But I believe that Q2 may represent the low in this downturn, and see the US economy returning to growth in the third quarter. Currently consensus estimates point to a 20% rebound in Q3 and 6% growth for Q4.

The recovery is not going to be perfect and there will be setbacks along the way, but based on what I’m seeing in the current economic data, and my expectations going forward, I believe we’ve hit the low in this economic downturn.

US Economy Is Expected to Return to Growth in Q3

Source: Bloomberg, Turner Investments

While I’m optimistic for a return to growth in the coming quarters there remain a number challenges to the global economy that could imperil the recovery. As I’ve been telling clients in our market updates I see three key risks to our outlook:

First, and stating the obvious is the next phase of this virus. As the global economy reopens and we begin interacting more closely and freguently with eachother, it’s only logical that we could see a ramp up of infection rates. The virus is no less contagious today and with us heading into the flu season, this fall/winter could prove to be a difficult time. If we were to see a massive increase in Covid infection rates and deaths, this could cause government officials to slowdown reopening measures, hampering the recovery and our call for a return to growth. Our base case view is we just work through the increases in rates, as the economic toll is just too grave.

Second are all the bankrupties that are likey to occur. J Crew, Chesapeake Energy, and Hertz to name just a few that have filed for Chapter 7 and many more are expected to do the same in the months ahead. Edward Altman, an expert on corporate bankruptcy, sees bankrucptices from this downturn eclipsing that seen durign the financial crsis. And it is estimated that 30-50% of all restuarants and bars could go under as a result of this pandemic. That will mean a lot of lost jobs and income for millions of people.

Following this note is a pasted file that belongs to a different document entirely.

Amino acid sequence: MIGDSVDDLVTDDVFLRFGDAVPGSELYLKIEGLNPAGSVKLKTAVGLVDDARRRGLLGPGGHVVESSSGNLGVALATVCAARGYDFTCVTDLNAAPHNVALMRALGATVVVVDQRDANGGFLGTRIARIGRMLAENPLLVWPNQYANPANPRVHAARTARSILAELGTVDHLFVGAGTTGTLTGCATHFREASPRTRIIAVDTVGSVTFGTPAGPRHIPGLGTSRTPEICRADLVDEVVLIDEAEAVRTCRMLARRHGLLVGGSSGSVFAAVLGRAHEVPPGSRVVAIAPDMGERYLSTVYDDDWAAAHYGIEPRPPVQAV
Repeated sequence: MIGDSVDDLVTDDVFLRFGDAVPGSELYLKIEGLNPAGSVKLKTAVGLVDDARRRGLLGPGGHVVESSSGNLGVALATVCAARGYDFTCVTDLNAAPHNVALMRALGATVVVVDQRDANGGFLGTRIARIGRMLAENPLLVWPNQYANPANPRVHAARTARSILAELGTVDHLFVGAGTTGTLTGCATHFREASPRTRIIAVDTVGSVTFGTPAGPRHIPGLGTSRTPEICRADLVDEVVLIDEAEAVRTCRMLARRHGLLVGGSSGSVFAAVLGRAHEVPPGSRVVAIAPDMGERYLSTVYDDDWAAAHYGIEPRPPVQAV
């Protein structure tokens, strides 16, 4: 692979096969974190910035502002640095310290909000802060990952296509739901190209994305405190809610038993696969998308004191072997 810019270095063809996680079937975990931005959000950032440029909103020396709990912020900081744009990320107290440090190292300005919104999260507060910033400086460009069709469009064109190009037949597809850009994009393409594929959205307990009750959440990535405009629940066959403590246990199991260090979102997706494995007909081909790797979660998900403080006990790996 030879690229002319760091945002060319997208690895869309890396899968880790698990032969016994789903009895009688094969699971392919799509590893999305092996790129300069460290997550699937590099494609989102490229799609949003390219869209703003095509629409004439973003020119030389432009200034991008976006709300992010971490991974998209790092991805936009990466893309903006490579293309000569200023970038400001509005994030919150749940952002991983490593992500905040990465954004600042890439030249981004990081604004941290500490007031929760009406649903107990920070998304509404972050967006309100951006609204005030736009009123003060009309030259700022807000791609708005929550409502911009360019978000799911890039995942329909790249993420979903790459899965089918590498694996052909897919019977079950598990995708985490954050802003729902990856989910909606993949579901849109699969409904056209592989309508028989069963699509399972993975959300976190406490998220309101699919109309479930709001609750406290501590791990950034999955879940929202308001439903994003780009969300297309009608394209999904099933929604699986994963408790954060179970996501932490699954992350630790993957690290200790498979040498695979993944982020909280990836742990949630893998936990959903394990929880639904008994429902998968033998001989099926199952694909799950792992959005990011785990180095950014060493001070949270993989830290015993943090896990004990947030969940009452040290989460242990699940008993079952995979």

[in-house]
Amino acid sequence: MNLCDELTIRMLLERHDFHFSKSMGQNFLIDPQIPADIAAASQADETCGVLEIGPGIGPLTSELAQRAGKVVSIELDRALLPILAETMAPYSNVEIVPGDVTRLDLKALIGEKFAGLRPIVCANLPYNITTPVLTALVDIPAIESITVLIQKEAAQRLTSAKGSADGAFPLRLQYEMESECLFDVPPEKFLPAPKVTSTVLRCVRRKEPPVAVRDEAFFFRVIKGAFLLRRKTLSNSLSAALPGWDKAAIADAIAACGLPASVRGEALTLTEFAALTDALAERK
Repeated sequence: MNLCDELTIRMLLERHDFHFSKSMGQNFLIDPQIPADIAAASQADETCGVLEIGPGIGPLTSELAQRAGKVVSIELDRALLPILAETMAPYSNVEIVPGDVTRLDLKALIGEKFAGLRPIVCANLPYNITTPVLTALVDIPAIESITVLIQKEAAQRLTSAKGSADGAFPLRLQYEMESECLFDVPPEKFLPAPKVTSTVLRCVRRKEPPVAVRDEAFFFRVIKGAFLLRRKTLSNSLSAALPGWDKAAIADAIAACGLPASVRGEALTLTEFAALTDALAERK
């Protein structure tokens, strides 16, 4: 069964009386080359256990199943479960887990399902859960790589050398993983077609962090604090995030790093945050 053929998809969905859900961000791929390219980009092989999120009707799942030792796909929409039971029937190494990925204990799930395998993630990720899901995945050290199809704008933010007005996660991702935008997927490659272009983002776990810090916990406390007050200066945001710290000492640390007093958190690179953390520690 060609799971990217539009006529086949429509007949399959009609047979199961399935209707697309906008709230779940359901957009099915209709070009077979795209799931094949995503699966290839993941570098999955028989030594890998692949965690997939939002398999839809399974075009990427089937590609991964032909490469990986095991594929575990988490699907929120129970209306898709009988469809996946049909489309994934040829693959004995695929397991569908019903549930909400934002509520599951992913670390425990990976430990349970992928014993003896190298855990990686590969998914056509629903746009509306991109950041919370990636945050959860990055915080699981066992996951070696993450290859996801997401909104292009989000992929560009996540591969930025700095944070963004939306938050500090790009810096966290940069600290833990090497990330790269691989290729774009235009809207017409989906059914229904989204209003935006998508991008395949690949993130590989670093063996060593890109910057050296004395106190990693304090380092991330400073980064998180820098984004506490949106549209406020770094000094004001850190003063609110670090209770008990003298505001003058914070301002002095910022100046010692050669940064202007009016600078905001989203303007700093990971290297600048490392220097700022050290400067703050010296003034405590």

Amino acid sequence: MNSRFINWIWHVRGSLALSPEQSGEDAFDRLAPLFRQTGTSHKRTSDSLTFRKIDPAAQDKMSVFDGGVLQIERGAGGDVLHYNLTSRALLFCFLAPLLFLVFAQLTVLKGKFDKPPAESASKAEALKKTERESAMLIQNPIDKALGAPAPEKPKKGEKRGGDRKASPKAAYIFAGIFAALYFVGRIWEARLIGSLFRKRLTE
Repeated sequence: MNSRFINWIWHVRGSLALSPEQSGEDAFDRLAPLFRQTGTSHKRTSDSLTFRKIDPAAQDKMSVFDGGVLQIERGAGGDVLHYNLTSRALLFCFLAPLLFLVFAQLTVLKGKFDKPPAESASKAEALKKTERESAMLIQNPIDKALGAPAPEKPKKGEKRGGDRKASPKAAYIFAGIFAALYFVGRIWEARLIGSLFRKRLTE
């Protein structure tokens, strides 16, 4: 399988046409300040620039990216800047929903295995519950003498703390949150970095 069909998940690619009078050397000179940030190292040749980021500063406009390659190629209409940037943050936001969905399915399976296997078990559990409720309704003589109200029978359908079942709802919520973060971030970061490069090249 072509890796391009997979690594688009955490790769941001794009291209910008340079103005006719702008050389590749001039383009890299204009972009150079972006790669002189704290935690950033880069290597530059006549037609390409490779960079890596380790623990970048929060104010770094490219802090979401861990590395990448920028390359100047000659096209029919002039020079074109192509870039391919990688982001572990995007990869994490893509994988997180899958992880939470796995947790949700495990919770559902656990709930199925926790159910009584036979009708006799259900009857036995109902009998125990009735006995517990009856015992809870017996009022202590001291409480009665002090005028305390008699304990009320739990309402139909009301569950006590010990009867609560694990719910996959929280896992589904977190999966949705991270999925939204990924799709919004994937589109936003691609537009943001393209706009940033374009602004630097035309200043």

Lastly, I believe more government assistance is likely needed in the US as the employment insurance $600 top-up has expired and many Americans have already blow through their one-time $1,200 government payment.

Below is a chart of US personal income, which includes all the wages and salaries, investment income and government benefits that Americans receive in total. Note the dip, then surge in income as the US government dolled out billions of financial assistance for millions who were let go from their jobs. Without this, consumer spending would have collapsed and the US economy would have been even harder hit than the -33% contraction. Now much of this assistance has rolled off as the two parties were unable to reach an agreement on a second stimulus plan. Without another round of support this could signficantly weigh on consumer spending and the recovery in the coming quarters.

While there are clear risks to the economy and markets, as there always is, I see more pluses than minuses and see the US economy slowly recovering in the coming quarters.

US Income Has Been Supported by Government Assistance

Source: Bloomberg, Turner Investments
Ryan Lewenza, CFA, CMT is a Partner and Portfolio Manager with Turner Investments, and a Senior Vice President, Private Client Group, of Raymond James Ltd.